Welcome to Dr Brown’s Baby blog, Tot Spot! This space is for all things baby and parent related. If you have questions you’d like answered, message us on our Facebook or Instagram page and we will respond there. We may even do some FAQ blog posts so everyone can have their questions answered in one place.
Struggling to know how to handle your finicky feeder? Read on to find out some ways to tackle their habit!
Fussy eating in children is relatively normal but this doesn’t make it any easier to cope with. Oftentimes, fussy eaters want to become independent and this is presented by what they choose not to eat. The preference of not liking the shape, colour, or texture of foods is very common. Another normal habit for children is to enjoy eating something one day and not at all the next. What’s important is to know that the fussiness tends to subside the older they get, eventually learning to love a whole range of foods.
Making mealtime fun
Ensuring the environment for your child is pleasant, distraction free, and low in stress during mealtime should help. Make sure mealtime is regular and a positive. Worrying about food mess is easy to do but try not in order to keep your child relaxed. Set a time limit of about 20 mins for meals, if nothing has been eaten in this time, take away the food and only offer food at the next planned meal or snack time. Cutting up food into fun or interesting shapes can help them take an interest in new foods.
Giving independence around food
Supporting your child’s independence is important. As a way to encourage but still keep them interested in new foods, ask them to help with family meal preparation. This can be done by washing fruits and veggies, choosing from a list of recipes or helping you to toss the salad! These tasks will help them to feel accomplished and more likely to eat food they’ve participated in helping with.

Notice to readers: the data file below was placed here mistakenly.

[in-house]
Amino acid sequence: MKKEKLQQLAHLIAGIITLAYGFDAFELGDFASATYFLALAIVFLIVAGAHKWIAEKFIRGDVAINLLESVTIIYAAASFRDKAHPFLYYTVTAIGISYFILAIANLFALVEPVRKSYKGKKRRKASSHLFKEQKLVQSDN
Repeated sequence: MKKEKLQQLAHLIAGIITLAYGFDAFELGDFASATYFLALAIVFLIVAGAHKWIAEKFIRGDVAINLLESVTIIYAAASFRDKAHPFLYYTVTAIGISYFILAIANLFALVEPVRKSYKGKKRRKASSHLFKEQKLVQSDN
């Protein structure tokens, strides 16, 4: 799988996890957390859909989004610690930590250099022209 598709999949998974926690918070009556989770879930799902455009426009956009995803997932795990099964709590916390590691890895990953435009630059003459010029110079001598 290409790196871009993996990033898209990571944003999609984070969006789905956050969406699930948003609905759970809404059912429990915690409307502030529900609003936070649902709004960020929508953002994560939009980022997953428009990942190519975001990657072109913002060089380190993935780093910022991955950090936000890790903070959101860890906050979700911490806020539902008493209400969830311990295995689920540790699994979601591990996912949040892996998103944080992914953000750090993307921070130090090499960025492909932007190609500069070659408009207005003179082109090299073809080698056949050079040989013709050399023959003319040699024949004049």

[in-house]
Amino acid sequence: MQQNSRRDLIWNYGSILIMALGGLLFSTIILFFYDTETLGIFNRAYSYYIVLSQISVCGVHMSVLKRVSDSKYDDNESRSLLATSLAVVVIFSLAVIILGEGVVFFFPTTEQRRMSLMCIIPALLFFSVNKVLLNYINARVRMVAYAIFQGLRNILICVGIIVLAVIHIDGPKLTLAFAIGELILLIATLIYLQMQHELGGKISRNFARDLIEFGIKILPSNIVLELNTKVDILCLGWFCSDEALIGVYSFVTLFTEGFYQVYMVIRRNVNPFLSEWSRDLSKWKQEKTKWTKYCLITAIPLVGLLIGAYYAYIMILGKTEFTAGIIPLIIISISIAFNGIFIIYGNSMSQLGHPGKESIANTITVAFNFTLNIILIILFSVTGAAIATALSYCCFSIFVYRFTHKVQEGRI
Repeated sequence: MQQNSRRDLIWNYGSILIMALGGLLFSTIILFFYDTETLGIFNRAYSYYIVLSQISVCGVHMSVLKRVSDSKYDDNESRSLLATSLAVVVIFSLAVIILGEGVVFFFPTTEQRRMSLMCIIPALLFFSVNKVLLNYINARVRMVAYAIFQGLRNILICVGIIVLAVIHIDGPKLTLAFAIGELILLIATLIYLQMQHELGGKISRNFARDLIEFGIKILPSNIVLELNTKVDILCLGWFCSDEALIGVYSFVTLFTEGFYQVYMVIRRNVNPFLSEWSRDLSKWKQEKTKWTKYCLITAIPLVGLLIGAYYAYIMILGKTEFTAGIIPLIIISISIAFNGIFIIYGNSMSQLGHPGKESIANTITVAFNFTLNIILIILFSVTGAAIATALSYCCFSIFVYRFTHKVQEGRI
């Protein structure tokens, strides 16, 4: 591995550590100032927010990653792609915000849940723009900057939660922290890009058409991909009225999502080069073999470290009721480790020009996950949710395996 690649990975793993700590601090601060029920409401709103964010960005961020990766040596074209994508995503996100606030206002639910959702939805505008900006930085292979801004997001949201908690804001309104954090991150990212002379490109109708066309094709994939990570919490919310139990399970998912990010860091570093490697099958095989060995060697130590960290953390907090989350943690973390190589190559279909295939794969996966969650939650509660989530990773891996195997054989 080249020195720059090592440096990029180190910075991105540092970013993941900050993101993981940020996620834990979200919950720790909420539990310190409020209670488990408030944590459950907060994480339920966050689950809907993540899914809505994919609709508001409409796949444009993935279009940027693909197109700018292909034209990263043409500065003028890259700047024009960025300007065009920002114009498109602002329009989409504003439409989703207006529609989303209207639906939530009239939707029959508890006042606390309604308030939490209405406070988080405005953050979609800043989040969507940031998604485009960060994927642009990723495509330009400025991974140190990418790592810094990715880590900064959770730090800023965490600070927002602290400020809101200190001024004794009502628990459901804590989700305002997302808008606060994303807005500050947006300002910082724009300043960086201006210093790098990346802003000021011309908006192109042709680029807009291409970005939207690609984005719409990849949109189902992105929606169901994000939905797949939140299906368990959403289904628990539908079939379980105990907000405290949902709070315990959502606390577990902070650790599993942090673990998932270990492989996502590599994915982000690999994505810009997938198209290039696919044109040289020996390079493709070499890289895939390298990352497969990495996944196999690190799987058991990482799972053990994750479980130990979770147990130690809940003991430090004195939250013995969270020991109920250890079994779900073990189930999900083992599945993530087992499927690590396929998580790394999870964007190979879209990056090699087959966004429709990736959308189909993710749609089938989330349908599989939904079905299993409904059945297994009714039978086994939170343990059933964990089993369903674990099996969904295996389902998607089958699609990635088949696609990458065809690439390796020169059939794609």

Introducing new food
There’s a number of ways to give your child confidence or encouragement to try new food. Placing a small bit of new food next to well loved food will encourage them to smell, touch or even lick the new food. Turning meals into pictures and shapes can also help them to have fun whilst choosing new food. Continuously offering your child the refused food is important, as it will often take 10-15 times of seeing that food on their plate before it is even tried. Another way of introducing food is by getting them to try different types of the same food group. For example they may not like eggs but like beans – both good forms of protein.
The process can feel long and difficult but it’s important to keep at it! Try not to use bribing as a way of encouraging them to eat. Being bribed with ‘sometimes’ food may discourage healthy eating and get them to see eating healthy food as irritating.
We know you can do this, we’re cheering for you!
Got any tips for us and other parents? Let us know on social media!